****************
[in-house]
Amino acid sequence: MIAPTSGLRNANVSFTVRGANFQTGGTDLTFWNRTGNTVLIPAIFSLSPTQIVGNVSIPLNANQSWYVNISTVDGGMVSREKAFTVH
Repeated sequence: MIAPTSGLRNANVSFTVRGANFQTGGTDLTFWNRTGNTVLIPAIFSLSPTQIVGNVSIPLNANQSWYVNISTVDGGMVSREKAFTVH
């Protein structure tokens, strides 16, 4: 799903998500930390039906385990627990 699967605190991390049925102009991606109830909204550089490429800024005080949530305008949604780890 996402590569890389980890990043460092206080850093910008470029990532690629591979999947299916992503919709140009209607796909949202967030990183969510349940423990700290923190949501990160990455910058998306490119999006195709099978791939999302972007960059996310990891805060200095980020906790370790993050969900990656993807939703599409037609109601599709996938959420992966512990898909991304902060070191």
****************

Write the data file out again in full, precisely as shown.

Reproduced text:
[in-house]
Amino acid sequence: MIAPTSGLRNANVSFTVRGANFQTGGTDLTFWNRTGNTVLIPAIFSLSPTQIVGNVSIPLNANQSWYVNISTVDGGMVSREKAFTVH
Repeated sequence: MIAPTSGLRNANVSFTVRGANFQTGGTDLTFWNRTGNTVLIPAIFSLSPTQIVGNVSIPLNANQSWYVNISTVDGGMVSREKAFTVH
């Protein structure tokens, strides 16, 4: 799903998500930390039906385990627990 699967605190991390049925102009991606109830909204550089490429800024005080949530305008949604780890 996402590569890389980890990043460092206080850093910008470029990532690629591979999947299916992503919709140009209607796909949202967030990183969510349940423990700290923190949501990160990455910058998306490119999006195709099978791939999302972007960059996310990891805060200095980020906790370790993050969900990656993807939703599409037609109601599709996938959420992966512990898909991304902060070191």